- Director: Mennan Yapo
- Cast: Sandra Bullock, Julian McMahon, Nia Long
- Running time: 110 minutes
What does it say about the times that the last two Sandra Bullock movies, The Lake House and now Premonition, have stories that split into two temporal planes, for reasons left completely unexplained? The former follows a love connection between two people living two years apart; the latter volleys between the days leading up to and following a fatal accident as if Friday were the day after Monday. Since Memento, such gimmickry has mostly infiltrated the mainstream in the form of thrillers like Déjà Vu and The Jacket, but to see it applied to two straight romantic melodramas starring Bullock—one of Hollywood's least adventurous stars—means something. Clearly, mainstream audiences are growing more comfortable with movies that stray from chronology, but more than that, it speaks to how the lives of even high-gloss heroines like Bullock are fraught with anxiety and instability. Is this how People magazine readers are feeling these days?
For as long as the ground shifts under Bullock's feet, Premonition sustains a low level of intrigue, but once the confusion ends, the stitched-together plot falls apart at the seams. As the film opens, Bullock's marriage to banker Julian McMahon has lost much of its spark, though she's gamely holding down the house with their two young girls. One afternoon, a police officer arrives with the grave news that McMahon has died in a car accident. And yet the very next morning, Bullock awakes to find him alive and well in their kitchen, sipping a cup of coffee. The day after that, he's dead again, and a crowd of mourners has gathered, including Amber Valletta, a co-worker with whom McMahon may have had an affair. Eventually, Bullock realizes that McMahon's death was a premonition, and she attempts to keep the tragedy from happening.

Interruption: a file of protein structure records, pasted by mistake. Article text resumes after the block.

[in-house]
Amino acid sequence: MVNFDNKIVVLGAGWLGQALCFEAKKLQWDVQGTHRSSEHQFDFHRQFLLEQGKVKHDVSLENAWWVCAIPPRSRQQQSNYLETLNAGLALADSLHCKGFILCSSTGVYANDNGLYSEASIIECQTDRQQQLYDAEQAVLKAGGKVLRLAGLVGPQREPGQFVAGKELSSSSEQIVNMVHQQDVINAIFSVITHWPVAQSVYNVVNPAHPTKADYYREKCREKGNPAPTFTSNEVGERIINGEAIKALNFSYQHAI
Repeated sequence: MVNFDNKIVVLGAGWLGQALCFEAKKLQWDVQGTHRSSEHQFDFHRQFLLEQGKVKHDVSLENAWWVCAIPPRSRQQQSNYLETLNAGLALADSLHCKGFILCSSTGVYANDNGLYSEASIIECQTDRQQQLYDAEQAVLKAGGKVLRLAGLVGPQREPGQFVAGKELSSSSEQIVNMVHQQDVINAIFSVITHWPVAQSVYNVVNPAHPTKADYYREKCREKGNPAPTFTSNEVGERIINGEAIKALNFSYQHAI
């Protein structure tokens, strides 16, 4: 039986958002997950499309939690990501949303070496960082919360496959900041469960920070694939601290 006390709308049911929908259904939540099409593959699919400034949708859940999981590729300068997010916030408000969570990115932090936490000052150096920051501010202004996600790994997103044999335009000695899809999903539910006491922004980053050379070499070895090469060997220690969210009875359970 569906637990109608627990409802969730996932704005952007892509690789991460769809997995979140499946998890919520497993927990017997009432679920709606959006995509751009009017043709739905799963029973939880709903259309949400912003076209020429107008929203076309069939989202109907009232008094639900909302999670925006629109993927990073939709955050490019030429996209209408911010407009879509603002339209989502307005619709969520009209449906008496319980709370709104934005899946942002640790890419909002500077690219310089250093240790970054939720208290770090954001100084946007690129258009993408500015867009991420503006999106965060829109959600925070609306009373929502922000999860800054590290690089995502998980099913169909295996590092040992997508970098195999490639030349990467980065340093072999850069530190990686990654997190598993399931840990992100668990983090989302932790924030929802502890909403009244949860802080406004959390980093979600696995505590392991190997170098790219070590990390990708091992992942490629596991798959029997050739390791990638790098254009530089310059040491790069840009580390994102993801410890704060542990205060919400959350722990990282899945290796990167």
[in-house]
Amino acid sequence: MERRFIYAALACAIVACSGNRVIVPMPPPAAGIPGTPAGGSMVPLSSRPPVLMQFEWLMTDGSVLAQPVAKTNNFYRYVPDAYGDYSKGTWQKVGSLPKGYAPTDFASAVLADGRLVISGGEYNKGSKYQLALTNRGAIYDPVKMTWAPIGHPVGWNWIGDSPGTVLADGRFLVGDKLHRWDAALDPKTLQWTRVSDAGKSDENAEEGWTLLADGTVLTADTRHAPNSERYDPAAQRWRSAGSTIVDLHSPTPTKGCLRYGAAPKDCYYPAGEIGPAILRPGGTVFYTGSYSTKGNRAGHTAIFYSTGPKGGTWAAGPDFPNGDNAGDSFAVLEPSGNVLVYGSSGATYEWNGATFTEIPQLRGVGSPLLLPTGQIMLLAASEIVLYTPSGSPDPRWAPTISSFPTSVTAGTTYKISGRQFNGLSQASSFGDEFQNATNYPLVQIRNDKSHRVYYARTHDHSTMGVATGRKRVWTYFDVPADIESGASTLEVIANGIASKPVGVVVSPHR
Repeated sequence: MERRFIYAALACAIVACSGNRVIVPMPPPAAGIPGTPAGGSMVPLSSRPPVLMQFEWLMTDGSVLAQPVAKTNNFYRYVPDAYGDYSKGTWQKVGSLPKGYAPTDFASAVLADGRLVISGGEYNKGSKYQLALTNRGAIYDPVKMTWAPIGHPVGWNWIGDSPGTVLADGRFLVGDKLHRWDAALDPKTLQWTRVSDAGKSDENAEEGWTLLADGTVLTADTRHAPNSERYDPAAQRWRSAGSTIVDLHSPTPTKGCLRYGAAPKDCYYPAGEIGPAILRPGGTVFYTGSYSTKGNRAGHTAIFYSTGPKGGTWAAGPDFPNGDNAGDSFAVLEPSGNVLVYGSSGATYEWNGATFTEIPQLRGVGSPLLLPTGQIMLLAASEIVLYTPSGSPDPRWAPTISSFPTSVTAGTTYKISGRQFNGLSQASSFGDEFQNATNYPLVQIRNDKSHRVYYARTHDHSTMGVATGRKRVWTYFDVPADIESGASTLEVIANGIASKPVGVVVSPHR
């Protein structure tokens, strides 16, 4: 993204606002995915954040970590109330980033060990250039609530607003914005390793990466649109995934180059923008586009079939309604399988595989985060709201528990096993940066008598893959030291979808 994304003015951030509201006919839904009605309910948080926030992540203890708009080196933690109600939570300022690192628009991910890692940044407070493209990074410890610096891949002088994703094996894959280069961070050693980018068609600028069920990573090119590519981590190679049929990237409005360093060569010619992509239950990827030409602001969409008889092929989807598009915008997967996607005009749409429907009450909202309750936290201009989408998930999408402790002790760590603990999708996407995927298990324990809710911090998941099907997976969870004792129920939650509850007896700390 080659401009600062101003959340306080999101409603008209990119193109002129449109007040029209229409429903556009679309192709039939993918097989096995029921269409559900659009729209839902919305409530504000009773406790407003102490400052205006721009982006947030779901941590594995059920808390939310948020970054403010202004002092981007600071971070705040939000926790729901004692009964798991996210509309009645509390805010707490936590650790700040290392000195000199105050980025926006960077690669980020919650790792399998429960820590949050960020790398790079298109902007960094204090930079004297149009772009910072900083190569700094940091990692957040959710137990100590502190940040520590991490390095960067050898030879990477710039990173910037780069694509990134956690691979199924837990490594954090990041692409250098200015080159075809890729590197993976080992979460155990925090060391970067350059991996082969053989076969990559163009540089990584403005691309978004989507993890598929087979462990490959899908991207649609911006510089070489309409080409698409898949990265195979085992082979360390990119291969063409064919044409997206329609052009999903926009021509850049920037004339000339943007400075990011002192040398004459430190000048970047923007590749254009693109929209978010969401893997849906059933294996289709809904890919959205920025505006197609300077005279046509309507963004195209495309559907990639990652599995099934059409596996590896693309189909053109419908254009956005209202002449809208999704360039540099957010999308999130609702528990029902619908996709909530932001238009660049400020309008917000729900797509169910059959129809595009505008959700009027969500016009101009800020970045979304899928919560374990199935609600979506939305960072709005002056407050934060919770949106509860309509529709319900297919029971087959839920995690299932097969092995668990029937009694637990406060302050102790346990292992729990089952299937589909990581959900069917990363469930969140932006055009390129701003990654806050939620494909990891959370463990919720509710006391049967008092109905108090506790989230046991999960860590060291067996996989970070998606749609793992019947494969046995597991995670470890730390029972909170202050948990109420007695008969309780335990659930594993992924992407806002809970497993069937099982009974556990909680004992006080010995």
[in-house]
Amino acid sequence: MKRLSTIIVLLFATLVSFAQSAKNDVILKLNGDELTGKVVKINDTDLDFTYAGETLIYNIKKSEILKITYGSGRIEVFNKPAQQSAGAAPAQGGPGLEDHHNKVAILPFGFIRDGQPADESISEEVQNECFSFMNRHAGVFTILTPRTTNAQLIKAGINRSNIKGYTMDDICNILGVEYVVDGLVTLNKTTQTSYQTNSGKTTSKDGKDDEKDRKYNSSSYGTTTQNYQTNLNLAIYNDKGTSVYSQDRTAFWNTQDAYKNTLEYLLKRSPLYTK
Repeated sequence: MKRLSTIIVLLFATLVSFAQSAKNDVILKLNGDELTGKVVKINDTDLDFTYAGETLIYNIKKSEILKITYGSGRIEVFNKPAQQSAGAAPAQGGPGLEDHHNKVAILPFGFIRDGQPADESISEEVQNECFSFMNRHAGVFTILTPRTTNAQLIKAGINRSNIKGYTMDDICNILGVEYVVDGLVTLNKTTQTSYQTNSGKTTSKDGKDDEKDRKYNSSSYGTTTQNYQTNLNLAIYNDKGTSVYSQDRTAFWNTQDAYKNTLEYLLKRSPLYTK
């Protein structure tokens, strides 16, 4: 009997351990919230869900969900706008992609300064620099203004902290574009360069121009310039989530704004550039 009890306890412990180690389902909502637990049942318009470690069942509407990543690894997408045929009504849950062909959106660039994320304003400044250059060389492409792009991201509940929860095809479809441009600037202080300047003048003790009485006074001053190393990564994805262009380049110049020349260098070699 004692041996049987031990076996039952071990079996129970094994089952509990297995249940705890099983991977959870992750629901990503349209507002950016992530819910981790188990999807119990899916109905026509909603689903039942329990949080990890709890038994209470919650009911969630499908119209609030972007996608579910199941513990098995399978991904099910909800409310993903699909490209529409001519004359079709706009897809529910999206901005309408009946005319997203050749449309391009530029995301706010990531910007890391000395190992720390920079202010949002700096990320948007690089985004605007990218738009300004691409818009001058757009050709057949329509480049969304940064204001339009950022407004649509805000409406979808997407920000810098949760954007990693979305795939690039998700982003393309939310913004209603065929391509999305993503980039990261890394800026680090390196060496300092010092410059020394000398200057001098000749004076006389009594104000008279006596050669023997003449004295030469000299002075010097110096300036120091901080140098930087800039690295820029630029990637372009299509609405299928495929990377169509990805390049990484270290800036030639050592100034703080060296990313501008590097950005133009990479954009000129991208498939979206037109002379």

Basically, Bullock takes the long route toward understanding what Masi Oka discovered on the TV show Heroes: Having the ability to know the future doesn't necessarily make changing it any easier. Except that Oka can zip around in space and time at will, while Bullock's superpower appears to be the ability to keep her hubby from sleeping around. The first half of Premonition creates the illusion of a challenging movie simply by being confusing and disorienting, and exploring Bullock's nightmarish scenario of not knowing whether to grieve. But the clearer her situation becomes, the more the ground opens up beneath the film, allowing it to fall through its own plot holes. Had it been easier to comprehend at the beginning, there's no telling how bad Premonition might have been.